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Re: Slash URIs and WebID Experiment

From: Kingsley Idehen <kidehen@openlinksw.com>
Date: Wed, 11 Jan 2012 13:10:00 -0500
Message-ID: <4F0DD078.8040203@openlinksw.com>
To: public-xg-webid@w3.org
On 1/11/12 11:05 AM, Henry Story wrote:
> Why do you need to produce a 303 requiring URL? You can use a #tag url.
You are confusing matters.

In your world view, does a URL exist with a Fragment Identifier that 
works across the wire? In my world view, you are describing a URI that 
has mixed de-reference behavior comprised of:

1. across the wire address
2. local retrieved resource address.

The above works fine when you have a Web of Resources. The trouble is 
this: a Web of Linked Data is not a Web of Information Resources. It is 
a Web of Descriptor Resources where the Subjects of said Descriptor 
Resources are unambiguously Named using de-referencable URIs.

You have the following parts:

1. A Name
2. Address of a Descriptor (Information) Resource that describes a 
Subject by Name.

HTTP URI based Names allow a purpose specific role conflation that 
delivers the convenience of a network aware super key i.e., de-reference 
the key and you get the representation of its referent.

You can achieve the above, with HTTP scheme based URIs using:

1. # URIs - disambiguation of Name/Address is implicit due to the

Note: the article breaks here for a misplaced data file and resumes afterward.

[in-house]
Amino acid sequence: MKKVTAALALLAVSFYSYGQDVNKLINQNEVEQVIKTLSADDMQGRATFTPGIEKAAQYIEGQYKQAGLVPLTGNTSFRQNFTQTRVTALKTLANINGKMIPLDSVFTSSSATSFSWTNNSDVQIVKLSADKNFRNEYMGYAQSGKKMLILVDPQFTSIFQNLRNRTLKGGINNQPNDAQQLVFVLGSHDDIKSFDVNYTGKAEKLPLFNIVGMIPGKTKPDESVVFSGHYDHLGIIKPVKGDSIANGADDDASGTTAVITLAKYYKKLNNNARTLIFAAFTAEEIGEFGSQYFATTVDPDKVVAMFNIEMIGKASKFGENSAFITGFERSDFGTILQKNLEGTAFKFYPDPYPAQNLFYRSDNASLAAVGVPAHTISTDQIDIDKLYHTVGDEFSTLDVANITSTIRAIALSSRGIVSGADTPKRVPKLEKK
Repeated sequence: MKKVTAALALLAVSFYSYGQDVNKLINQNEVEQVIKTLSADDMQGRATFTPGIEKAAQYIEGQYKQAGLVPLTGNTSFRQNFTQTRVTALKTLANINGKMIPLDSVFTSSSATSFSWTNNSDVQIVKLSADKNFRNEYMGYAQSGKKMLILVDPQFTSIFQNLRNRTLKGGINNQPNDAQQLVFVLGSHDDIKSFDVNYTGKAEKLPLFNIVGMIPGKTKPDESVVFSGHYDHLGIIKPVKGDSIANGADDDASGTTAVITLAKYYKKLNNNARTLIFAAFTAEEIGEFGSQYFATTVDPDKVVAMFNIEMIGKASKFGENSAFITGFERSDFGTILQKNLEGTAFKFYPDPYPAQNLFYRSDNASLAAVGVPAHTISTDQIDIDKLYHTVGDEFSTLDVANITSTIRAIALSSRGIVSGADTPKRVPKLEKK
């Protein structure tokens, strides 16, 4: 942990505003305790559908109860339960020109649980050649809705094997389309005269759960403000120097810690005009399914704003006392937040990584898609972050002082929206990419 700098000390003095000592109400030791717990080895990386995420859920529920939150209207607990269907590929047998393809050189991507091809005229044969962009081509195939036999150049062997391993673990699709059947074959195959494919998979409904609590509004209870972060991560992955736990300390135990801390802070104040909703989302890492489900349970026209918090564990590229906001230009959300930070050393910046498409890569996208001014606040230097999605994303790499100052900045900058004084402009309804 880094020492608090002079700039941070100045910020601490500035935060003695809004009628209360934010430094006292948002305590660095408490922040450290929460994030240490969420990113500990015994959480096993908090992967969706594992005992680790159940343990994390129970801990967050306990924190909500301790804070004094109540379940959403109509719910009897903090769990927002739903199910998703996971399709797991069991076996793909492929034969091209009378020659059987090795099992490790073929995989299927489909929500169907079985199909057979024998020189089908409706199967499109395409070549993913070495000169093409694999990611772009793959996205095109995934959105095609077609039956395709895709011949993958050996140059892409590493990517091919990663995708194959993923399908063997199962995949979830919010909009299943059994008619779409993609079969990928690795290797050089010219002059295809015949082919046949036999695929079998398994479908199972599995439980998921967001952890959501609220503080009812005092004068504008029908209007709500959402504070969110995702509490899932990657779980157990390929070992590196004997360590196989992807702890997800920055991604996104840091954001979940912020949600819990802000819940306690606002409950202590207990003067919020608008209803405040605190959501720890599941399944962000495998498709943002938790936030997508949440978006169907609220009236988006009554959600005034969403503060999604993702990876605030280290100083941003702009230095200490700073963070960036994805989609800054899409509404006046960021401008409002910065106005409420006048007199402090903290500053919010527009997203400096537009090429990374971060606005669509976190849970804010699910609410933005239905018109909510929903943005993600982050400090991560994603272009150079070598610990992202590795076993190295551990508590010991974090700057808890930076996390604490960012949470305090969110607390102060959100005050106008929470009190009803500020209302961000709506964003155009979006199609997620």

fragment identifier
2. Slash URIs - disambiguation is explicit via 303 based redirection.

Neither option is perfect.

For instance, if you want to make a Linked Data solution that isn't 
susceptible to the myriad of frameworks, libraries, browser versions 
(e.g., IE6) that handle fragment identifiers incorrectly (in the 
Information Space or Document Web context) then slash URIs are best. 
This is why DBpedia uses slash URIs. The goal was simple: it just had to 
work, period! Without that approach the LOD cloud [1] wouldn't have 
happened.

Downside of slash URIs, as you are seeing here, or will see eventually 
is this: the publisher has to implement the 303 heuristic for 
Name/Address disambiguation.

Above all, and @danbri has talked about this many a time in the past, 
Web users have already started using slash URIs as personal identifiers; 
exemplified by Web 2.0 patterns originating from the blogosphere.

One other thing, in the Web 2.0 realm, you have service home pages used 
by members as personal identifiers while inside those Web 2.0 systems 
they actually use mailto: URIs. Now, imagine a WebID spec that was 
cognizant of these realities, handled them deftly and gained nothing but 
mass adoption as its reward. Imagine that eh?

Just in case you don't understand why I am burning all this time on this 
matter, just remember the last sentence above. We (OpenLink Software) 
are committed to making that happen. I don't care if the end result is 
called WebID or NetID or something else.

-- 

Regards,

Kingsley Idehen	
Founder&  CEO
OpenLink Software
Company Web: http://www.openlinksw.com
Personal Weblog: http://www.openlinksw.com/blog/~kidehen
Twitter/Identi.ca handle: @kidehen
Google+ Profile: https://plus.google.com/112399767740508618350/about
LinkedIn Profile: http://www.linkedin.com/in/kidehen








Received on Wednesday, 11 January 2012 18:10:44 GMT

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